Coalition for Green Capital Seeks to Establish a National Green Bank That Will Reduce Greenhouse Gas Emissions and Redress Environmental Injustice
Washington, DC— The Coalition for Green Capital (CGC) today hosted a media call outlining its public comments following the Environmental Protection Agency’s (EPA) December 5 deadline for responding to a Request for Information regarding the Greenhouse Gas Reduction Fund (GHGRF). CGC CEO Reed Hundt was joined by partners from the American Green Bank Consortium and environmental justice leaders including Bryan Garcia, president and CEO of the Connecticut Green Bank; Raya Salter, founder and executive director of the Energy Justice Law and Policy Center and member of the CGC Environmental Justice Advisory Board; and Michael Jeans, president and CEO of Growth Opps.
For 14 years, CGC has advocated for creating a single, national green bank that will achieve the dual mission of reducing greenhouse gas emissions and redressing environmental injustice by targeting low-income and disadvantaged communities.
“The plan here is to maximize leverage with a national entity that can get the greatest amount of investing and then to have that investing primarily be in low-income and disadvantaged communities,” said Hundt. “The vision in this statute is historic. It’s the first statute in the history of the environmental movement to focus on environmental justice…So the combined dual mission is to maximize leverage and get the total amount of money invested to be as large as possible. We think that if $20 billion were put into a single national entity, over the course of a decade, it could cause more than $250 billion of investment. But that investment has to be in, for, by the efforts of local low-income and disadvantaged communities.”
“We all know that by providing families and businesses with the capital they need to deploy clean energy, we’re going to get all those social and environmental benefits for society, but we’re also going to help those participants reduce the burden of energy costs, and also increase their energy security,” said Garcia. “We are really excited by the Inflation Reduction Act and the Greenhouse Gas Reduction Fund. And we are ready to go to enable more investment in our families. Specifically, solar, batteries, weatherization, energy audits, and heat pumps, are all things that are going to help our families reduce the burden of energy costs and increase their energy security on the impacts of climate. All while doing all the things that we need to see by lifting up our vulnerable communities and reducing greenhouse gases.”
“A national green bank is a critical tool within the Inflation Reduction Act that can make a meaningful difference in addressing energy and environmental justice,” said Salter. “As evidenced by the comments that CGC filed yesterday, CGC is listening to its ever-broadening networks of institutional and EJ allies to get in the weeds of how a green bank can deliver results in the communities that need it most. So with $20 billion of capital in the national green bank, in its networks, that will enable at least $250 billion in green investing over 10 years. And we need to leverage this, we need to make this opportunity so we don’t risk eating our seed corn of the IRA investment and really missing the opportunity to meet the true energy and environmental justice goals of the Greenhouse Gas Reduction Fund.”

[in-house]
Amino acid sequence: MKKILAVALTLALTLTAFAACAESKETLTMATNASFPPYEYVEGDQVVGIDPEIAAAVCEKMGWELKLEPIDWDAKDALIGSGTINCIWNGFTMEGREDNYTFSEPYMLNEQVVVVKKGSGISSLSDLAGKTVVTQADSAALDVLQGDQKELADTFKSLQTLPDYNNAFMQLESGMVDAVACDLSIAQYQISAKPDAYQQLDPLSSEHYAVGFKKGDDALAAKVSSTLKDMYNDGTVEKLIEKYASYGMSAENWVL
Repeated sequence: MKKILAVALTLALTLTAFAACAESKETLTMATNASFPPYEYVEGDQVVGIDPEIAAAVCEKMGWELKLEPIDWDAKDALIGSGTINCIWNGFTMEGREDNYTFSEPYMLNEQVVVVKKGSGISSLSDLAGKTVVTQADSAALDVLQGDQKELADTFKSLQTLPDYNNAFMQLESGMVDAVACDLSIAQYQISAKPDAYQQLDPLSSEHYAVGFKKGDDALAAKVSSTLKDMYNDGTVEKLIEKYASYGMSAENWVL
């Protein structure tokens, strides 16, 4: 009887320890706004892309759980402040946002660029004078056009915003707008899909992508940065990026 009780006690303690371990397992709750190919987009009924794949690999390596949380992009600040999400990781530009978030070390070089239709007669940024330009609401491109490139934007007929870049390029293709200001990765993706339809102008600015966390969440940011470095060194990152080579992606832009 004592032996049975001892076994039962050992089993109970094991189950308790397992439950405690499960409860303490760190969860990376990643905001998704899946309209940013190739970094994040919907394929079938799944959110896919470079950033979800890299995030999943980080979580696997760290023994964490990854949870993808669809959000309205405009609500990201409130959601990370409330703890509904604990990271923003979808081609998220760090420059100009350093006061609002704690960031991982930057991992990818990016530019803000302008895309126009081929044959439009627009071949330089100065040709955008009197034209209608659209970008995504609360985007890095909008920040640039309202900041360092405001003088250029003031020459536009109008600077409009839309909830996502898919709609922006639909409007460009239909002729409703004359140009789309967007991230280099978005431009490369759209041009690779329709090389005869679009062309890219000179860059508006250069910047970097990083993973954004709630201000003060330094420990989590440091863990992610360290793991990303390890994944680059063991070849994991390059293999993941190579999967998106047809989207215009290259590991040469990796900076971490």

“Growth Opps is a member of the American Green Bank Consortium and in doing our work and reaching communities of color, persons of color, and communities overall, we partner with banks, governments, municipalities, philanthropy, private sector. All doing so to fill the gaps where capital markets have failed or have avoided certain parts of our community,” said Jeans. “If we’re going to achieve the targets and the goals that the President has set–as it relates to communities of color and disadvantaged communities–we have to ensure that there’s equity in the deployment of this capital. And that there is equity in deploying this capital with institutions that have a history of reaching the target market.”
Congress created the GHGRF when it passed the Inflation Reduction Act (IRA)in August. Congressional authors of the GHGRF have made its intent clear. On September 9, 2022, Senator Chris Van Hollen (D-MD), Senator Edward Markey (D-MA), and Representative Debbie Dingell (D-MI) wrote EPA Administrator Michael Regan to “encourage” the rapid maximum funding of “a single, independent, non-profit national climate bank that would maximize the leveraging of private capital investment, ensure the efficient distribution of funds within a growing green bank network and create opportunities for large scale, transformational investments — particularly in environmental justice communities…”
The Congressional letter followed a statement on August 12 by Congresswoman Dingell submitted for the congressional record on the day the House voted for the IRA stating that the legislation is intended to “capitalize a single independent, non-profit national financing institution — the first-ever national green bank.”